Most of the yogis that I speak to about past yoga retreats or yoga holidays comment on the fact that it’s a challenge to find vegetarian food in Spain. So we thought that we would put together a guide to help you out when your on a Yoga Holiday in Spain. Also, we have put together a list of vegetarian tapas and vegan tapas just incase your a little confused when faced with the 10 page tapas menu. Have a leisurely read…
Health food stores
The health food stores in Spain generally carry a wide variety of organic, gourmet, and vegetarian items, both classic Spanish (such as jars of organic pisto) and international (such as sushi wraps and organic tiramisu). Soy, rice, and almond milk are easily available, as are a myriad of meat alternatives, including seitan, tofu, and soy crafted into hamburgers, kebabs, filets, and other faux creations. You might also be able to get your hands on delicacies such as Catalanbutifarras made from soy.
Aside from health food stores and supermarkets, such as NaturaSì in Madrid, a number of vegetarian restaurants have health food stores on the premises or next door.
Though the selection can be extremely limited, most herbolarios have a dietética section where they sell vegetarian products such as almond milk, soy milk, rice milk, tofu, and a veggie burger or two alongside low sugar, wholewheat, and diet foods.
Going out for tapas is the quintessential Spanish experience you won’t ever want to miss. But before you despair upon finding that most tapas places have only one or two vegetarian tapas on offer, let this be an opportunity to participate in the grand tradition of the Spanish tapas crawl. Go ir de tapas and have a tapa or two at one place, then move on to the next, and so on until you’ve had your fill. Just follow your nose with our quick guide to vegetarian and vegan tapas.
Note: While these tapas are usually suitable for vegetarians or vegans, unless you have a chance to see the tapa in front of you, make sure you ask if it contains any meat or shellfish. One tapas place may put bits of ham in their cheese croquettes, and another won’t. One place might try to put ham strips on your pan con tomate, and another wouldn’t dream of it.
tortilla de patata = potato omelette, often containing onions
tortilla de pimientos = potato omelette with bell pepper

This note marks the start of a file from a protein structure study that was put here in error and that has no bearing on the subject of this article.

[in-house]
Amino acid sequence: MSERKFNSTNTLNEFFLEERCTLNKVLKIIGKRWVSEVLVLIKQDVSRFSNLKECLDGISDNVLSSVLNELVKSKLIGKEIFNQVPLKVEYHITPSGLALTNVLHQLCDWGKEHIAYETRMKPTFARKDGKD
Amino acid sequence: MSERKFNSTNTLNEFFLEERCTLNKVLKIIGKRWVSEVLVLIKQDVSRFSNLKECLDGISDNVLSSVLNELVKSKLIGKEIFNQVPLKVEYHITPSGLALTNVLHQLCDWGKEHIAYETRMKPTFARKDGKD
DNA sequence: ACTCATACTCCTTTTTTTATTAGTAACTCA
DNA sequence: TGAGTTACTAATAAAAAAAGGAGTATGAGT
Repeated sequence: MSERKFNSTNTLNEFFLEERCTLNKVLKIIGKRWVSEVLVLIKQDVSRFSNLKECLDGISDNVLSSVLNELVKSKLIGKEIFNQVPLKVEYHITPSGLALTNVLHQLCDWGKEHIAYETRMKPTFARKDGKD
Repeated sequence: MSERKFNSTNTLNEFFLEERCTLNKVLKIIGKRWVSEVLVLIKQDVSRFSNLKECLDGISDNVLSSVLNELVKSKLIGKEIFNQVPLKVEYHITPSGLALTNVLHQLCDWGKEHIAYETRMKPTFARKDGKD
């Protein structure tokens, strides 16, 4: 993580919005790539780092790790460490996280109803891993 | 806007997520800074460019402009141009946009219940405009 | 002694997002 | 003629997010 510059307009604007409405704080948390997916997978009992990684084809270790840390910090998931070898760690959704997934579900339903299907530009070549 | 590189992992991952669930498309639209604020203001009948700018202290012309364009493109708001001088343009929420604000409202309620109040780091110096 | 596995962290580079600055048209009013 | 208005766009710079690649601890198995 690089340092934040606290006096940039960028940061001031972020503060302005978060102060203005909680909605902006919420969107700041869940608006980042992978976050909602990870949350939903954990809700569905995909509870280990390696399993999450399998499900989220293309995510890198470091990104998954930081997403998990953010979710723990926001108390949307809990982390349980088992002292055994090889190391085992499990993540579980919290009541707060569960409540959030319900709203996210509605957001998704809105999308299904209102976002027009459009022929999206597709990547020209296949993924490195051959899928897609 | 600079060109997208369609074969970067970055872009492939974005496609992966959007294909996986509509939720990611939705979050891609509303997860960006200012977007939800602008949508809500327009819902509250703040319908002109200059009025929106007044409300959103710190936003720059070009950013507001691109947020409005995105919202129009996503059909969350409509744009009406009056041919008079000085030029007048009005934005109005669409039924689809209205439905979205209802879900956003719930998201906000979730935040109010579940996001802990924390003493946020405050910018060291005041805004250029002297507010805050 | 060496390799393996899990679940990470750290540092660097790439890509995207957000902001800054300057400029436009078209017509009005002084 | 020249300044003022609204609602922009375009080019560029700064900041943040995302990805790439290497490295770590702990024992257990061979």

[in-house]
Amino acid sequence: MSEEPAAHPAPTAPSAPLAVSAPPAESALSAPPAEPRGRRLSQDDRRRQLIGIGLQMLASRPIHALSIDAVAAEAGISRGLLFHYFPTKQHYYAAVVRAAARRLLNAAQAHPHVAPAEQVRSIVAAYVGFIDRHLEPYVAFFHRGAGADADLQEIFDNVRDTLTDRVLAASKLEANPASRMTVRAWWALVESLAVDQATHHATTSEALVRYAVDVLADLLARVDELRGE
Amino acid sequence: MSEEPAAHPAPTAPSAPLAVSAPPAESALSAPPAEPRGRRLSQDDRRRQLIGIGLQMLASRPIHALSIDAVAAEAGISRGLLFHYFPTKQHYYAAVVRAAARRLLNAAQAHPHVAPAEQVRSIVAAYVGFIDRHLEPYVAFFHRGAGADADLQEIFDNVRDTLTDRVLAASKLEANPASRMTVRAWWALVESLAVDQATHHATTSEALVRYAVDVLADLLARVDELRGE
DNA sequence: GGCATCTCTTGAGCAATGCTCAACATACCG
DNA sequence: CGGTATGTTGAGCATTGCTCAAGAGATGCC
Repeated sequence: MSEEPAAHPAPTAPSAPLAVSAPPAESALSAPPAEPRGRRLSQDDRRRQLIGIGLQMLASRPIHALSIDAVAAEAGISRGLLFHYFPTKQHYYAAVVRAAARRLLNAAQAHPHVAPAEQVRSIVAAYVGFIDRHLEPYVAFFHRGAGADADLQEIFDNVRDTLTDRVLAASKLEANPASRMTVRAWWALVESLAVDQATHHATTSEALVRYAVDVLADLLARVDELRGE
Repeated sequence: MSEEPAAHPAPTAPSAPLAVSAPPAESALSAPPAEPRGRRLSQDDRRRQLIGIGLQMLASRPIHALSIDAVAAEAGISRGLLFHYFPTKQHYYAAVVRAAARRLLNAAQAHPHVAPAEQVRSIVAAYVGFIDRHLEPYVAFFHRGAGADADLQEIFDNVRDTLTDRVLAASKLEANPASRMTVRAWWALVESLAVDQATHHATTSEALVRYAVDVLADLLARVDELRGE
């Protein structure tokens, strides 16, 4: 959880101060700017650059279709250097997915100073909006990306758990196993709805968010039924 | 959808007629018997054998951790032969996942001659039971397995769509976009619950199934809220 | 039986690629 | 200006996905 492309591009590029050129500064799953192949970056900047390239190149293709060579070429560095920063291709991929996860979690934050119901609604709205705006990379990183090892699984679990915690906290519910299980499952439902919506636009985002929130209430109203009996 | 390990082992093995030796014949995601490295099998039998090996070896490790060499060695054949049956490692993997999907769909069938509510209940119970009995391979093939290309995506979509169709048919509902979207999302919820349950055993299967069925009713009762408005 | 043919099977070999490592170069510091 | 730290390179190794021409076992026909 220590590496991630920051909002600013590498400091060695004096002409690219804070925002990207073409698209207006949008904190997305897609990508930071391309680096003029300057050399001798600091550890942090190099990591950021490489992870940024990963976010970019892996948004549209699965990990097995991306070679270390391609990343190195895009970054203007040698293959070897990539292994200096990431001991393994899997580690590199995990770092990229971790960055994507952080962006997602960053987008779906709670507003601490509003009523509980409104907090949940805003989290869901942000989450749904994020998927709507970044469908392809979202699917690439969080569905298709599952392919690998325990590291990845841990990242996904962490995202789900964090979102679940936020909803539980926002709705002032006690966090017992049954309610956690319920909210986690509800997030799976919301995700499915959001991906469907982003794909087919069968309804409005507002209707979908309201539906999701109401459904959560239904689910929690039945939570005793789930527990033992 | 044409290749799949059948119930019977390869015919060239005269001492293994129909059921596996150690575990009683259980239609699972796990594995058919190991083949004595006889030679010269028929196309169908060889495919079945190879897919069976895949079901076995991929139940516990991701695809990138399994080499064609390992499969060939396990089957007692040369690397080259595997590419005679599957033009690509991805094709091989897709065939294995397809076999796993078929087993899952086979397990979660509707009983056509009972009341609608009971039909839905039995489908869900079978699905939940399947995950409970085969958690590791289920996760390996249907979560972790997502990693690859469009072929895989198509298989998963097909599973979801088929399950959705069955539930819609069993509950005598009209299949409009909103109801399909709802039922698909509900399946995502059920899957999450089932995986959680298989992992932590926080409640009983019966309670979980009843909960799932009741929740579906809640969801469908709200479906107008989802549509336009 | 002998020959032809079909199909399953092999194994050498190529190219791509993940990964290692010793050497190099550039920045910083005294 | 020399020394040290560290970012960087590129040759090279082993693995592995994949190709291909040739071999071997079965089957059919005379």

tabla de quesos = an assortment of cheeses
croquetas de patata = potato croquettes (breaded, deep-fried, and cylinder-shaped)
croquetas de queso = cheese croquettes (breaded, deep-fried, and cylinder-shaped)
patatas bravas = fried potatoes served with spicy tomato sauce and garlic mayonnaise
quiche de rocquefort = a Rocquefort cheese and egg mixture cooked in a light pastry shell
buñuelos de queso = cheese fritters
empanadas de queso = cheese-filled turnovers
aros de cebolla rebozados = batter-fried onions
montaditos = small roll sandwiches; bread choices include white and wheat; vegetarian filling choices include a variety of cheeses, omelettes, and sometimes vegetables
tosta = a tapa on a slice of bread; vegetarian choices include a variety of cheeses, omelettes, and sometimes vegetables
pisto manchego = zucchini, tomato, bell pepper, and onion stew
escalivada = grilled eggplant, onion, and bell pepper
aceitunas = olives
champiñones al ajillo = garlic-sauteed mushrooms
alcachofas al ajillo = garlic-sauteed artichokes
pimientos asados = roasted bell peppers
pan con tomate = bread rubbed with ripe tomato, olive oil, and salt or garlic
berenjena con miel = fried eggplant strips drizzled with honey
zarangollo = zucchini and onion stew
Yoga Holidays are going green. We have a couple of projects planned in the ongoing month and are making positive steps to helping the environment. Read on to find out more about our exciting future projects;
Tree Nation Planting Project
We have decided to off set all of the carbon and are going to join the Tree-Nation Planting project. We’re going to work with Tree Nation and we’re grow a Yoga Wellbeing Forest! To counter desertification we will start to plant a tree for every customer who attends our holidays, in your name! Once you’ve received your tree, you can follow this project and watch your tree grow! Tree Nation’s website has lots of information on the project and the countless benefits to both people, the country and the planet in general www.tree-nation.com
Starting at the end of the yewr, we will be off-setting the Co2 emmisions on all flights within Europe and one-way for flights to Asia (we’re hoping you guys will offer the return flight!). We are going to work in conjunction with Climate Care and they have a calculator where you can see how many tons of Co2 your flight put into the atmosphere and pay to off-set it. For more information on Climate Care, please visit their sitewww.climatecare.org